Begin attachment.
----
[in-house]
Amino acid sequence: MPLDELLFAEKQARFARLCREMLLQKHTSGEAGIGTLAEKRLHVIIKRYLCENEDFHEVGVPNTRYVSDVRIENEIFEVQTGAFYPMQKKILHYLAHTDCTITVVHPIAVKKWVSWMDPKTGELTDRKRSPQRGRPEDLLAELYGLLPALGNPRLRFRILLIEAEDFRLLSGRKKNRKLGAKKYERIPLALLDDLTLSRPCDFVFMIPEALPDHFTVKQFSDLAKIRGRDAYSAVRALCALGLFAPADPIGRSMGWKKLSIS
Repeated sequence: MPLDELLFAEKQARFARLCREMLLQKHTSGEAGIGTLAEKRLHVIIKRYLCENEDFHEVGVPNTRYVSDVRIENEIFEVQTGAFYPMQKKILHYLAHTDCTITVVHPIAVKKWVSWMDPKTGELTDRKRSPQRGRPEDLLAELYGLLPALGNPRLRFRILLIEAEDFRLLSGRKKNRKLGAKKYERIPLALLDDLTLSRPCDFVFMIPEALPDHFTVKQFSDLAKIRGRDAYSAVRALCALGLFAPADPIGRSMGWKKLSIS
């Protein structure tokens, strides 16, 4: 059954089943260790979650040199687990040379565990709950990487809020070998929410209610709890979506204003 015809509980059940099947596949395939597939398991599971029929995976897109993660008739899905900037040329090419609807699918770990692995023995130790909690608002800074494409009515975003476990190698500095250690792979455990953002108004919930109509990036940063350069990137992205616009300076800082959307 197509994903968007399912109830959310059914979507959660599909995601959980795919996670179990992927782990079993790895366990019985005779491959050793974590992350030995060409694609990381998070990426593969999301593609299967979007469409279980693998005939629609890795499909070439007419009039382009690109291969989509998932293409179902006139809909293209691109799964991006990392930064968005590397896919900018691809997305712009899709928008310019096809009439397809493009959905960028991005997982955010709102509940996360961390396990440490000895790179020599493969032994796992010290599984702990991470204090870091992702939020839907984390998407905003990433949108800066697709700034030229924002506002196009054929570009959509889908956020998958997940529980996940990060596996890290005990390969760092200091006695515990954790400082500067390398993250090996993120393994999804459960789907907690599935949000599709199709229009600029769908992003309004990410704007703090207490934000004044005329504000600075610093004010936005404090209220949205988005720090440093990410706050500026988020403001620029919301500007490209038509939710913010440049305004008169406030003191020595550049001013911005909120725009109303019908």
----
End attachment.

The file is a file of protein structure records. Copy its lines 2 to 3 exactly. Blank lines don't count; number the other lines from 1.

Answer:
Amino acid sequence: MPLDELLFAEKQARFARLCREMLLQKHTSGEAGIGTLAEKRLHVIIKRYLCENEDFHEVGVPNTRYVSDVRIENEIFEVQTGAFYPMQKKILHYLAHTDCTITVVHPIAVKKWVSWMDPKTGELTDRKRSPQRGRPEDLLAELYGLLPALGNPRLRFRILLIEAEDFRLLSGRKKNRKLGAKKYERIPLALLDDLTLSRPCDFVFMIPEALPDHFTVKQFSDLAKIRGRDAYSAVRALCALGLFAPADPIGRSMGWKKLSIS
Repeated sequence: MPLDELLFAEKQARFARLCREMLLQKHTSGEAGIGTLAEKRLHVIIKRYLCENEDFHEVGVPNTRYVSDVRIENEIFEVQTGAFYPMQKKILHYLAHTDCTITVVHPIAVKKWVSWMDPKTGELTDRKRSPQRGRPEDLLAELYGLLPALGNPRLRFRILLIEAEDFRLLSGRKKNRKLGAKKYERIPLALLDDLTLSRPCDFVFMIPEALPDHFTVKQFSDLAKIRGRDAYSAVRALCALGLFAPADPIGRSMGWKKLSIS